Thanks for a great article on the difficulties of translating poetry. You gave a great example. Since most people expect poetry to rhyme, it is especially difficult to get the exact sense of the original in a translation.

    1. Different cultural traditions have different expectations. For example rhyming is not at all necessary in Japanese poetry, but particularly in the Heian period punning is key.

  7. Jeff says:

    Very interesting. I have studied a great deal of French and German and am very familiar with translations into English that are not literal. In fact, German language is built so that it allows a speaker/writer to put the words of a sentence in any order that he/she may choose. Talk about crazy syntax! For example: “Den Mann Beisst der Hund” and “Der Hund Beisst den Mann” both mean “The dog bites the man” -even though the words are in a different order. This flexible syntax mechanism is all made possible by strict grammatical rules involving the endings of words.

    1. Yes, that is how Latin works, too. From my study of German (which is small), its cases are not quite as elaborate as Latin’s, and there’s usually slightly more adherence to specific syntax than Latin out of convention, but same principle.

      1. Jeff says:

        Yeah, there are only four cases in German: Nominative, Accusative, Dative, and Genitive. However, I think Latin has 7 cases:The Nominative, Dative, Accusative, Genitive, Ablative, Locative, and Vocative! That is ridiculous!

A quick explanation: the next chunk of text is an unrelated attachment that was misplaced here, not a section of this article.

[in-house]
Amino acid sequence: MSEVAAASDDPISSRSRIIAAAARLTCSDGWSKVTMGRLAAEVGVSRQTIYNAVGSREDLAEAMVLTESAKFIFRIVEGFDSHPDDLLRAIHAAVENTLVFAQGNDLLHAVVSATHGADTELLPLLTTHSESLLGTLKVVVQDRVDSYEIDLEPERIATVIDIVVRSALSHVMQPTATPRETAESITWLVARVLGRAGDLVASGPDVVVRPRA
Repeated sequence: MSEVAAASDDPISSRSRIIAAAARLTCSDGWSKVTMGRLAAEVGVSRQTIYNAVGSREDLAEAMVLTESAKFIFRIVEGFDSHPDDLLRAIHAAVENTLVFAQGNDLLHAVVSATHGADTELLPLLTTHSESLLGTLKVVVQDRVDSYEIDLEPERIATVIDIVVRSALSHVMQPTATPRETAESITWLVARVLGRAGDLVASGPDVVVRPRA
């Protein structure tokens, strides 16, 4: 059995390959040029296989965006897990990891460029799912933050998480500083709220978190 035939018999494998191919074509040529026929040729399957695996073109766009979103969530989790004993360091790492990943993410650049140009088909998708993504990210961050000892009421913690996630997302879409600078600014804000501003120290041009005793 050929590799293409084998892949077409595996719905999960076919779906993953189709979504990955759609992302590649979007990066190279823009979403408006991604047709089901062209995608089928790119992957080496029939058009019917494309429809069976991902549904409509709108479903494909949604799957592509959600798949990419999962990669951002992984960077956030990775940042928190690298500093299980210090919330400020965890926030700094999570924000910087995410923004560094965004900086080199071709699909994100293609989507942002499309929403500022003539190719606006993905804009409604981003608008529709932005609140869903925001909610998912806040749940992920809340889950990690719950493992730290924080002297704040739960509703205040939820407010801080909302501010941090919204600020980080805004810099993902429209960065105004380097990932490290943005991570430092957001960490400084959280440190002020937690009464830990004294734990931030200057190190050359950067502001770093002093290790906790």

8. Michael says:

    I love to write short little poems for my wife to cheer her up when she is having a tough day at work. Most are comical but all show my affection for her. Not to sound to cliché but I do like reading Robert Frost and the “Road Not Taken” has been reread over and over in this household. To paraphrase Frost, “It has made all the difference.

    1. Stopping By Woods on a Snowy Evening was always my favorite Frost.

  9. Jeffrey Yoders says:

    “The Passionate Shepherd to His Love” by Marlowe and “The Nymph’s Reply” by Marlowe.

    1. Jeffrey Yoders says:

      Errr Raleph. “The Nymph’s Reply” by Ralegh.

  10. Jason Hu says:

    My favorite poet is William Blake, I remember the first poem I ever memorized was The Tyger, But, I’d say George Gordon is a close second. My favorite poem however is Li Bai’s “Chuang qian ming yue guang”. My favorite epic poem is The Odyssey. I actually think I one up you Ms. Romney because I traveled back to the 8th century BC (or BCE) to hear it in it’s original Ancient Greek. Unfortunately, I do not understand Ancient Greek so you know…

    1. The Tyger was one of the first poems I memorized, too. It’s got a driving rhythm and comfortable rhyming scheme so it practically memorizes itself.